Harvard economist N. Gregory Mankiw has sought to explain this analytic insight in simple layman’s language in The New York Times. I explain to my first-year economics class in somewhat more technical terms that granting tax exemption or tax deductibility for expenditures on favored activities, or expenditures by favored constituents, is akin to granting a tax-financed ad valorem subsidy. An inevitable feature of this disguised ad valorem subsidy is that, with progressive tax rates, it bestows much larger subsidies on high-income families than on low-income families. If that is Congress’ intent, as well it may be, its members should say so openly.
Ideally, tax expenditures of this sort should be accounted for explicitly as part of the annual federal budget. In fact, they are not. This can explain why members of Congress on both sides of the aisle have long been so enamored with them. It allows them to make what amounts to federal expenditures in the guise of what appears to constituents as a tax cut.
In 2013, for example, total federal spending explicitly accounted for in the federal budget amounted to $3.8 trillion. (Table 1.1). Total tax expenditures not included in the budget that year amounted to $1.3 trillion, amounting to a 34 percent increase over explicitly budgeted expenditures. Naturally, economists watch with dismay when tax preferences of this sort are marketed to the public as something quite different from tax-and-transfer policies, especially by politicians who have pledged allegiance to anti-tax guru Grover Norquist, who defends tax preferences as tax cuts.
A Continuing Lack Of Understanding Of The ACA
Finally, can anyone deny that, after so much discussion in the past few years of the Affordable Care Act (ACA) in the print media, in online blog posts, and in the television media, the American people still do not seem to understand the nature and contents of that act?
We need not rely here on comedian Jimmy Kimmel’s marvelously entertaining amateur survey of passersby on that issue. Professional surveys have consistently shown massive confusion on the ACA. Indeed, as Forbes columnist Bruce Japsen puts it, citing a number of reliable sources, “Americans Don’t Understand Insurance, Let Alone ObamaCare, Research Shows.” Tracking polls regularly fielded by the Kaiser Family Foundation find much the same.
So one may call it stupid for Jonathan Gruber to call the American people stupid, as Gruber himself admitted in his testimony before Congress. But as a fellow economist, I do have empathy for him in his assertion that the political process routinely exploits the general public’s lack of understanding of the economic implications of so many aspects of public policy, health policy among them. I would venture to guess that most economists share that view.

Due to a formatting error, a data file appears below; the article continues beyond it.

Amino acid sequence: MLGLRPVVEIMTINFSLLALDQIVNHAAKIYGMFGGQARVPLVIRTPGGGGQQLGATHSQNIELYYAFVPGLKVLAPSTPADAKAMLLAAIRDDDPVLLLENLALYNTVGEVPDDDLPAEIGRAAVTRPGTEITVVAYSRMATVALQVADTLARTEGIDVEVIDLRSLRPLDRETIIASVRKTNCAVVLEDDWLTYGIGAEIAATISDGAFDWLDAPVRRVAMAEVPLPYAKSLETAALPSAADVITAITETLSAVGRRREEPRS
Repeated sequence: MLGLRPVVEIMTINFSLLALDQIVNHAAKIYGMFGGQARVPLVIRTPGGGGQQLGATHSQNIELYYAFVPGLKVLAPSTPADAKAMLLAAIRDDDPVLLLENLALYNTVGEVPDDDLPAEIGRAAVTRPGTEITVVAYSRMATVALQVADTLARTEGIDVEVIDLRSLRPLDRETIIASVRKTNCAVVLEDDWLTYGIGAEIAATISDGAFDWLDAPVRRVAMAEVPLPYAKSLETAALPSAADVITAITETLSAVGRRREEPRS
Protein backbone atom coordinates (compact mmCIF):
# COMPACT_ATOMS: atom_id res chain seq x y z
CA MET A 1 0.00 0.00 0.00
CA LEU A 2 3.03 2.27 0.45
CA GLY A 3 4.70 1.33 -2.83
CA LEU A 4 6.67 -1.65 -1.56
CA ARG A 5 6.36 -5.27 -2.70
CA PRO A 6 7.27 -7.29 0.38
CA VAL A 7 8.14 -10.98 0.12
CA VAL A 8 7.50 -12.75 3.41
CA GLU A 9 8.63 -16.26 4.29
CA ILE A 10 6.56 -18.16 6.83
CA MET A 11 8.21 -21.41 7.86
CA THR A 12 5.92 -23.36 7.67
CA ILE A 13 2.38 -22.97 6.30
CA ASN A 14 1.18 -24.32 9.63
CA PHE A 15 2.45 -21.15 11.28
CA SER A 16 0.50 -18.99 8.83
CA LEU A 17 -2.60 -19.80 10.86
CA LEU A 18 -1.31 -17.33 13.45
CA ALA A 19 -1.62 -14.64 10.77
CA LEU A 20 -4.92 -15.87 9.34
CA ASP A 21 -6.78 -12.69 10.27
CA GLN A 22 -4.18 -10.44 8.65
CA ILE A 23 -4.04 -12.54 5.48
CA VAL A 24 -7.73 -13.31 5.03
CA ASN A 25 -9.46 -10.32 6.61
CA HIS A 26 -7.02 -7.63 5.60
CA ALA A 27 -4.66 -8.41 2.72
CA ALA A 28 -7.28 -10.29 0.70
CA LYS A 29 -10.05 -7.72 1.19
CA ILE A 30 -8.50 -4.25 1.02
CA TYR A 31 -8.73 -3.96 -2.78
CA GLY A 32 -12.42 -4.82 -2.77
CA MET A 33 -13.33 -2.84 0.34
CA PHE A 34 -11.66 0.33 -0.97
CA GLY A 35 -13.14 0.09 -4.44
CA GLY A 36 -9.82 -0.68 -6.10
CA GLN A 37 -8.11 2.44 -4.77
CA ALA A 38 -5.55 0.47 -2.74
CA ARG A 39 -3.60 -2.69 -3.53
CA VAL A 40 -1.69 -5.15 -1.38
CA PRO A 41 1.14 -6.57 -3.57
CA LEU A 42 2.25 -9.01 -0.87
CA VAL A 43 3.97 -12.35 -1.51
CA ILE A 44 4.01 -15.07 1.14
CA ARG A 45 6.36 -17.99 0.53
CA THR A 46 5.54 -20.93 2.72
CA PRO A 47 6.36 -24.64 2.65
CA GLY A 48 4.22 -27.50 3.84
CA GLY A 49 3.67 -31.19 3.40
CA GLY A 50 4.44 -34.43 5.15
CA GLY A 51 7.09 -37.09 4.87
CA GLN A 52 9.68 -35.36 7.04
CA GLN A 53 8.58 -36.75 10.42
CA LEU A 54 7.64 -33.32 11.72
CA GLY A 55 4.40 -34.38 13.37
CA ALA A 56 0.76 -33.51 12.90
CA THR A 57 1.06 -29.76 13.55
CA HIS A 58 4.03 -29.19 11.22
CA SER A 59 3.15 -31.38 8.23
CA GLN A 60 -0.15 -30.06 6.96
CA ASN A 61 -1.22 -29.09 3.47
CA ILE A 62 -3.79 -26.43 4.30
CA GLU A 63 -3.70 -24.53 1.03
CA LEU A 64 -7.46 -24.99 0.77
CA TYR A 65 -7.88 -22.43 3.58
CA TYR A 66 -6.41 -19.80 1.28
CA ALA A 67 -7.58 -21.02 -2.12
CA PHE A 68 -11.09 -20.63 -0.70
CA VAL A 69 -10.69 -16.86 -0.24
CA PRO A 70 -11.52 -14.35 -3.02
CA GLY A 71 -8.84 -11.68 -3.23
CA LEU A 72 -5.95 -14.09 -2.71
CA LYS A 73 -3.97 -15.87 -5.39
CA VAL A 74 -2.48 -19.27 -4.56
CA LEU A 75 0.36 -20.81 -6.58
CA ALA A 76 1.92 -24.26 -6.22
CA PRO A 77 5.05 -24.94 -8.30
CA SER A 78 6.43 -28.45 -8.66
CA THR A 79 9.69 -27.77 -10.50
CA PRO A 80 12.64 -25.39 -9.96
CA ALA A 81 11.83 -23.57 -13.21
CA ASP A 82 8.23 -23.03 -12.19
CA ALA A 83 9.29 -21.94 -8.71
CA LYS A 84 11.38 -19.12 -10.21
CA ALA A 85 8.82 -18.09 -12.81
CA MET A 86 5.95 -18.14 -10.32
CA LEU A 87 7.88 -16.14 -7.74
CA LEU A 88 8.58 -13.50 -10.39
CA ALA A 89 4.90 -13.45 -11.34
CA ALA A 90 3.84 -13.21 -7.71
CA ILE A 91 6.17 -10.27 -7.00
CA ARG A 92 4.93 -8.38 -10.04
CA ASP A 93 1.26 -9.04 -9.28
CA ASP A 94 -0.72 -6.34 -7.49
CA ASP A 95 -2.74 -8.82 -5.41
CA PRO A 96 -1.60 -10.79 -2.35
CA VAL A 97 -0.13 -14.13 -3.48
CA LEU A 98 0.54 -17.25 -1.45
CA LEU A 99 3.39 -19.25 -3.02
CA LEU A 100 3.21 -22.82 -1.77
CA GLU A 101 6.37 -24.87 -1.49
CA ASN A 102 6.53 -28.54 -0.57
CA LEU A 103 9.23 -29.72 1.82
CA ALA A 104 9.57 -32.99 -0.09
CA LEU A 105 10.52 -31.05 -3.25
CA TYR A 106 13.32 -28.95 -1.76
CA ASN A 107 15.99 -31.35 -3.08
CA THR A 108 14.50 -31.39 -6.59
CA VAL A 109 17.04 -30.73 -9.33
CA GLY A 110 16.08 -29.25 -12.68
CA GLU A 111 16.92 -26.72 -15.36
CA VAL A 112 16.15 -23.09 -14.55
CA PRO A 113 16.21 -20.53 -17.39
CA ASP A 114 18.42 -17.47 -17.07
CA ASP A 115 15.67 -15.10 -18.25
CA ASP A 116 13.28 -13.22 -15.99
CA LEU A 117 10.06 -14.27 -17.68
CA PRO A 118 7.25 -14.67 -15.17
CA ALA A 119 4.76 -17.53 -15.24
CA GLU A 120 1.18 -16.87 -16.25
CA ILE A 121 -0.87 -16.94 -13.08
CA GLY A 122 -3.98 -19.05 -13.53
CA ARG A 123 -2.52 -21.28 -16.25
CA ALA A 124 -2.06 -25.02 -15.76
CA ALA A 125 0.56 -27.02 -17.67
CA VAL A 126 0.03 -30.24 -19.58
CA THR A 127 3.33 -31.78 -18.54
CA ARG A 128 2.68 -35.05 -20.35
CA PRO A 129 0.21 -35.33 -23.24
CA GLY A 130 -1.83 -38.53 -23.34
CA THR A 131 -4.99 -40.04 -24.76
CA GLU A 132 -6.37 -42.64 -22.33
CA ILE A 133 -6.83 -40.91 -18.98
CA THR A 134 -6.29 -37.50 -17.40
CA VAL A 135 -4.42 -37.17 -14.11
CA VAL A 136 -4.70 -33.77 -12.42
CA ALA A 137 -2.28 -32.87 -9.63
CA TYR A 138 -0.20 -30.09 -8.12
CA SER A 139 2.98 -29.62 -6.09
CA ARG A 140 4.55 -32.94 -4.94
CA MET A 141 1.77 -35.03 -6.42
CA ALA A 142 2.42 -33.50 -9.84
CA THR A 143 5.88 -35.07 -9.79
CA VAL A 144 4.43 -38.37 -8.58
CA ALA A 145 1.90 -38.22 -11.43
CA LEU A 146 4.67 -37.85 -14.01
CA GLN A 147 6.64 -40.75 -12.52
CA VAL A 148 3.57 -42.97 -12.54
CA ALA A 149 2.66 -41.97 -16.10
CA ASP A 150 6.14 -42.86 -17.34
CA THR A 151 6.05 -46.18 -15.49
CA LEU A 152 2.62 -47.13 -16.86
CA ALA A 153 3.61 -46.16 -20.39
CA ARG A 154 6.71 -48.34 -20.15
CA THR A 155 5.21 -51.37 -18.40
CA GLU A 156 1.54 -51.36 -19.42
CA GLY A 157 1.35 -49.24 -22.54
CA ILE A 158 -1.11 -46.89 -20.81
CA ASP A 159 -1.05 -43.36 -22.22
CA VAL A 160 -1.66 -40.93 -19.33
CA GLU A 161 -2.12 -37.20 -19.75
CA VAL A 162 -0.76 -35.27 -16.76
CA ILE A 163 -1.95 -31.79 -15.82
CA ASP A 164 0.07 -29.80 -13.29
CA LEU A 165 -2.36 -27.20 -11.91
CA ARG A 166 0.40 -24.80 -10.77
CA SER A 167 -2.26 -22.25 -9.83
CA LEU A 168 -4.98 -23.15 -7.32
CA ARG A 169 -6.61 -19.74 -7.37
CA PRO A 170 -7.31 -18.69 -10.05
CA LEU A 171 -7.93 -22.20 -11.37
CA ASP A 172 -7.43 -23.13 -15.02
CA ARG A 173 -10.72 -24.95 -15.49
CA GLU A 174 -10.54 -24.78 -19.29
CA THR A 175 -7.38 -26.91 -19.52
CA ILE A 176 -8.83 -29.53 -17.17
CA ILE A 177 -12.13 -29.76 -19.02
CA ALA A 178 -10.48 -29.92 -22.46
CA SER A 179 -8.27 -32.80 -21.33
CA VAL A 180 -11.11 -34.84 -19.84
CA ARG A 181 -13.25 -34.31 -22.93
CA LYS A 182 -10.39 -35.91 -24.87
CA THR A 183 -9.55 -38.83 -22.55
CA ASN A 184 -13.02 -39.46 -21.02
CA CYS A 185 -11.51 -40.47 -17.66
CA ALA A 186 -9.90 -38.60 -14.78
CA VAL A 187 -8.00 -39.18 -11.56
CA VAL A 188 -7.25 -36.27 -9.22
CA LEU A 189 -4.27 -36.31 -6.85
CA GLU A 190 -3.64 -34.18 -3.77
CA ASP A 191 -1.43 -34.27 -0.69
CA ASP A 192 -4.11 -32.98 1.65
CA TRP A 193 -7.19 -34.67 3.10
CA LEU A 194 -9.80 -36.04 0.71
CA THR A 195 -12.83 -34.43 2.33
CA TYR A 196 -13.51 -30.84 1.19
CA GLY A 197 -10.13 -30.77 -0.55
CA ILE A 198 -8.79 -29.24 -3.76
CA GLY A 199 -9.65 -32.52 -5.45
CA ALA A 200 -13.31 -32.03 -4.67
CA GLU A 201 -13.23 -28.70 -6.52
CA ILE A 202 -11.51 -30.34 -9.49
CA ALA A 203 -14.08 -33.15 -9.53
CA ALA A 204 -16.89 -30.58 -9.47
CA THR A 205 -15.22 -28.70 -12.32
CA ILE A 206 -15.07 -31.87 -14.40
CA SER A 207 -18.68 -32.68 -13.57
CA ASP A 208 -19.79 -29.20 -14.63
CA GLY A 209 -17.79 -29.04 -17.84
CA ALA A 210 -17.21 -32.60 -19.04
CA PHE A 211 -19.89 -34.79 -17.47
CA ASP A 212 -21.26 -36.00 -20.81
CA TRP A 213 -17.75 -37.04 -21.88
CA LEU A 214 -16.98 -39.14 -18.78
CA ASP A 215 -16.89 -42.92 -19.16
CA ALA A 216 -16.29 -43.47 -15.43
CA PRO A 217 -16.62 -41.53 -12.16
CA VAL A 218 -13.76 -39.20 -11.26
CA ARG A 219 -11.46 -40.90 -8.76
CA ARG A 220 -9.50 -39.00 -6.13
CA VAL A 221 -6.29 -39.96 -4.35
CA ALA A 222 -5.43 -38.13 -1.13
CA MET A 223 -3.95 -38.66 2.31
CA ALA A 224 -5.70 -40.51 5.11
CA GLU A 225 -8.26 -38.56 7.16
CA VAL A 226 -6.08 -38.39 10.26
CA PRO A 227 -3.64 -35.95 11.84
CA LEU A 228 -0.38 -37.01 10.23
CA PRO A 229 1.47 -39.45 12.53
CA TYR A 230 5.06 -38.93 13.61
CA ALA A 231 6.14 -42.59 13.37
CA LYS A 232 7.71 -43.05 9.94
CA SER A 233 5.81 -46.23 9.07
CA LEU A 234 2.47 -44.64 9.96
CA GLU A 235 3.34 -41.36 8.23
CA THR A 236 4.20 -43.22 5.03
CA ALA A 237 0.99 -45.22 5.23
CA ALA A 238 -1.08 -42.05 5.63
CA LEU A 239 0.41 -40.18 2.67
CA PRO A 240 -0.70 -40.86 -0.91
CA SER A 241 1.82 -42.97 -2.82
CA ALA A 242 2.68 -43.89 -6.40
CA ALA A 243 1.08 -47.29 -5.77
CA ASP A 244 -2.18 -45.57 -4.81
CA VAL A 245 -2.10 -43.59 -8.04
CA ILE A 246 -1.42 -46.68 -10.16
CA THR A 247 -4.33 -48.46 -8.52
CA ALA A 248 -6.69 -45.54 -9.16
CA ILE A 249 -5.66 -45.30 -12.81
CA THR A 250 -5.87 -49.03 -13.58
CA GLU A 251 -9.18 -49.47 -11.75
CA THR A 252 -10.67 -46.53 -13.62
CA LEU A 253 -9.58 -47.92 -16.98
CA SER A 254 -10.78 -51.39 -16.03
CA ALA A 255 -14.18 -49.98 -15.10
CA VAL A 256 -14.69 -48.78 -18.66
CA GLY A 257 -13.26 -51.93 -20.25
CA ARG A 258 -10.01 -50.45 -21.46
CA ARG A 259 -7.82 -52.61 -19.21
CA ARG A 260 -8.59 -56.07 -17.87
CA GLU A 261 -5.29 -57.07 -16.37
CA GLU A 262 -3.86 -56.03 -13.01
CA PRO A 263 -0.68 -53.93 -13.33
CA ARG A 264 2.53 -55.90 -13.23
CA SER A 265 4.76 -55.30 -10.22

“Siffing” The Wheat From The Chaff … And Selling The Chaff
In fact, in my efforts to prepare Princeton undergraduates for life among seasoned adults, I present to them a lecture entitled “The Art of Siffing Among Seasoned Adults,” where “to sif” is an acronym of “Structuring Information Felicitously.” “Siffing” differs from lying outright in that siffing involves structuring facts in a way that makes listeners conjure up false images in their minds. As already noted, in Washington it is called “spinning.”
“Lying,” on the other hand, involves making statements that are not true or citing made-up data. Economists themselves are not invariably above siffing when thrust into the pressure cooker of the political arena. The same, of course, is true of business leaders and, as noted, of political leaders. It is part of the human condition.
I also, however, have empathy for politicians who feel obliged to profess horror when someone calls their constituents “ignorant,” let alone “stupid.” Admitting it would not be a way to win votes. Professing abhorrence is.
Let me conclude this post with a professor’s prerogative, the assignment of a homework exercise. In chapter XV of his Democracy in America, Alexis de Tocqueville remarked thus on the democratic process in our land:
They [politicians] are forever talking about the natural intelligence of the people whom they serve; they do not debate the question which of the virtues of their master [the people] is pre-eminently worthy of admiration, for they assure him that he possesses all the virtues without having acquired them, or without caring to acquire them… Moralists and philosophers in America are not obliged to conceal their opinions under the veil of allegory; but before they venture upon a harsh truth, they say: ‘We are aware that the people whom we are addressing are too superior to the weakness of human nature to lose the command of their temper for one instant. We should not hold this language if we were not speaking to men whom their virtues and their intelligence render more worthy of freedom than all the rest of the world.’ The sycophants of Louis XIV could not flatter more dexterously.
Your assignment: What on earth might have prompted de Tocqueville to offer this remark?